Author Topic: Walther? - ID = Walther "Windsor"  (Read 3330 times)

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Offline AlmasAttic

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Walther?
« Reply #10 on: February 20, 2006, 07:19:03 PM »
Congratulations on your sale Bernard  :P


Offline pamela

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Walther?
« Reply #11 on: February 20, 2006, 07:51:45 PM »
Bernard - thank you! My 'wanted corner' in fact needs nursing! It is always the last one I look at, if at all - always feeling everybody knows what is lacked :roll:
Pamela
http://www.pressglas-pavillon.de
http://www.glas-musterbuch.de

Experience teaches that anyone who begins to collect in any field can feel a change in his soul. He becomes a joyful man filled with a deeper empathy, and a more open understanding of worldly things moves his soul.    (Alfred Lichtwark 1852 1914)


Offline pamela

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Walther?
« Reply #12 on: February 20, 2006, 07:59:20 PM »
it remains the main aim of my collection to represent/document the whole range of Walther and Brockwitz during 1930/40
of course there are many patterns still missing, and it is just so easy to tell: look for an Oxford or Pierrot&Pierette clock for me please - these are rare and more or less  I gave up to find them locally :?
Pamela
http://www.pressglas-pavillon.de
http://www.glas-musterbuch.de

Experience teaches that anyone who begins to collect in any field can feel a change in his soul. He becomes a joyful man filled with a deeper empathy, and a more open understanding of worldly things moves his soul.    (Alfred Lichtwark 1852 1914)


Offline pamela

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Walther?
« Reply #13 on: February 20, 2006, 09:40:26 PM »
Cheri, what is your thinking about the knife then
please do not forget: I shall not be in the office before wednesday
Pamela
http://www.pressglas-pavillon.de
http://www.glas-musterbuch.de

Experience teaches that anyone who begins to collect in any field can feel a change in his soul. He becomes a joyful man filled with a deeper empathy, and a more open understanding of worldly things moves his soul.    (Alfred Lichtwark 1852 1914)


Offline AlmasAttic

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Walther?
« Reply #14 on: February 20, 2006, 09:43:31 PM »
Hi Pamela
I did email you back to the email address you indicated so if you didnt get it maybe check your "spam" box
:)


Offline Bernard C

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Walther?
« Reply #15 on: February 20, 2006, 11:00:10 PM »
Quote from: "pamela"
Oxford ... Pierrot&Pierette clock ... these are rare ... locally ...

Pamela — yet more possible examples of rarity caused by patterns being designed and made for an export market, and then not being successful there, with only one batch being made and shipped.   I believe that this is one of the most frequent causes of rarity (if that is not mutually contradictory).

There is at least one likely case of a glassworks almost always operating this way as their standard policy — Walsh exporting to the USA from c.1875 to c.1910 or later.   I believe Walsh expected their successful designs to be plagiarised by American glassworks, so shipped one large batch to their American agents, and then went back to the drawing board and designed afresh for the next shipment.   This would explain the huge variability of their product range over this period, and why several of the most unusual and important items in the Reynolds collection have been sourced from the USA via eBay.    Their success with this marketing strategy would also explain a report of around 1900 on the Stourbridge glass industry which noted that Walsh was the only glass house operating two furnaces devoted to the production of fancies.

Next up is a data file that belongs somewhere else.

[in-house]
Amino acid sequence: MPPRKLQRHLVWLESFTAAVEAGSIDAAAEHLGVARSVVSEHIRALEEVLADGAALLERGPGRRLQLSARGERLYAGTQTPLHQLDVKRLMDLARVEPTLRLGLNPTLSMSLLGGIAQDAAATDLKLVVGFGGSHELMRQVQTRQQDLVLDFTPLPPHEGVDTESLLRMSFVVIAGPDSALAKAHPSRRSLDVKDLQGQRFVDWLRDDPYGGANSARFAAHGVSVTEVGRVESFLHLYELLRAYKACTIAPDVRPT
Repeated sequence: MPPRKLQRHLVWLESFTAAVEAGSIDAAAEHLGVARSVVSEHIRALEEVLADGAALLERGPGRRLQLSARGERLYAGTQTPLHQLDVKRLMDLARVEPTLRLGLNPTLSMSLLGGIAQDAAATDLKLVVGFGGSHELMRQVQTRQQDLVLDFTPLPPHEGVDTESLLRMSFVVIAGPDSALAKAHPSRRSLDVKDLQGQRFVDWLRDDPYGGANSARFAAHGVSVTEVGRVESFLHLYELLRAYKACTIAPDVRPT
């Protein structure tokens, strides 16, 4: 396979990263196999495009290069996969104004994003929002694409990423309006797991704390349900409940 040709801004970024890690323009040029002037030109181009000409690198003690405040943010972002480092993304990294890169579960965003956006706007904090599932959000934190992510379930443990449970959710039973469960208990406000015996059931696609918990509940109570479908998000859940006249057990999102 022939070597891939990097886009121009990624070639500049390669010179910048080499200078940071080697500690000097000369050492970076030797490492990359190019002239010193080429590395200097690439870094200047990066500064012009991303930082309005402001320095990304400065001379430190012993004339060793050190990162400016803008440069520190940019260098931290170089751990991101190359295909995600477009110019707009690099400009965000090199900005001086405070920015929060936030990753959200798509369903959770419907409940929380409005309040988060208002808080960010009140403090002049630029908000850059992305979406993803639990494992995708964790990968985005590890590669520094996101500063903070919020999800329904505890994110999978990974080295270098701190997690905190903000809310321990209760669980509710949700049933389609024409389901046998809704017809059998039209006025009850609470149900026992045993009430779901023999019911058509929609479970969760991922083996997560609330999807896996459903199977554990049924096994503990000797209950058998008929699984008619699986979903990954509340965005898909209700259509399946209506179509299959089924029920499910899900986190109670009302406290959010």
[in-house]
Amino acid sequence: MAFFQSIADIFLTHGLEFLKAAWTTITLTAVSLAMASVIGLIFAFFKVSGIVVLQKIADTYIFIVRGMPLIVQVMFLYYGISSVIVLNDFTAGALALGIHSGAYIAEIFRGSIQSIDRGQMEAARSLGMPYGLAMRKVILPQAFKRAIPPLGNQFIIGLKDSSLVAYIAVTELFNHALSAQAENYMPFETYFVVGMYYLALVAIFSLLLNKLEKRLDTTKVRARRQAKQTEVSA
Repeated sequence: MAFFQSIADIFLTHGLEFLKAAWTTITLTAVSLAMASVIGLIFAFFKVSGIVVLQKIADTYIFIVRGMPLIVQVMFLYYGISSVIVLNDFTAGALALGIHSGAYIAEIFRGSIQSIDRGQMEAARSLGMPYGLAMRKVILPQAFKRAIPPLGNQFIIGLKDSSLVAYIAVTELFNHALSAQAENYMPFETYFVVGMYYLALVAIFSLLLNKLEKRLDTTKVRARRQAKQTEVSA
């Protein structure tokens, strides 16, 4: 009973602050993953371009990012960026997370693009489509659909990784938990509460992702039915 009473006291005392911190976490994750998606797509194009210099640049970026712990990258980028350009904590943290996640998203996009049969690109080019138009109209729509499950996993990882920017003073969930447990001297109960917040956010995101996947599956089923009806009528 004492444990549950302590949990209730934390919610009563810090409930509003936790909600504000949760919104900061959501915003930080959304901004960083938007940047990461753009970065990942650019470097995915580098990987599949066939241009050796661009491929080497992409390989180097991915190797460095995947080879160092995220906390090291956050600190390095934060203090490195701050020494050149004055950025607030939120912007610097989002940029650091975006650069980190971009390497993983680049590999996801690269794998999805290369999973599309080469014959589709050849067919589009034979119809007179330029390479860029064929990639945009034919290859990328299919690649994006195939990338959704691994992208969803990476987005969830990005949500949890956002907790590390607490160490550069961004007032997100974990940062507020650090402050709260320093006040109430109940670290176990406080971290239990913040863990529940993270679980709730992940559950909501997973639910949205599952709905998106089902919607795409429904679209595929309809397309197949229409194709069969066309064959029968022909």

Such a policy would have been unlikely with pressed glass, due to the high initial investment in mouldmaking.   I have yet to see any studies of this economic aspect of historic pressed glass production published in the English language.   Have there ever been any published in German?

Bernard C.  8)
Text and Images Copyright 200414 Bernard Cavalot


Offline pamela

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Walther?
« Reply #16 on: February 21, 2006, 07:42:00 PM »
Bernard, thank you!
Still I am a collector and do not know too much on the history  :?
Thanks to D. Mauerhoff I do know that:
all Walther figurines including Pierrot&Pierrette are designs of Fritz Scheiner who joined Walther during the early Thirties. These moulds were used for nearly thirty years, until when Walther collapsed.
I guess that after war most of Walther production was exported to UK.
They would not have exported to Western Germany - that is why it is so rare here. So the Walther glass I do buy now in England is probably of Fifties production but Thirties' pattern.
GDR had their market with the old moulds. New moulds of VEB Sachsenglas never reached that quality.
I do think, Geiselberger and Mauerhoff studied and published a real lot in Pressglas-Korrespondenz - so far all in German language, I'm afraid. But as far as I know they are working on that  :)
Pamela
http://www.pressglas-pavillon.de
http://www.glas-musterbuch.de

Experience teaches that anyone who begins to collect in any field can feel a change in his soul. He becomes a joyful man filled with a deeper empathy, and a more open understanding of worldly things moves his soul.    (Alfred Lichtwark 1852 1914)


 

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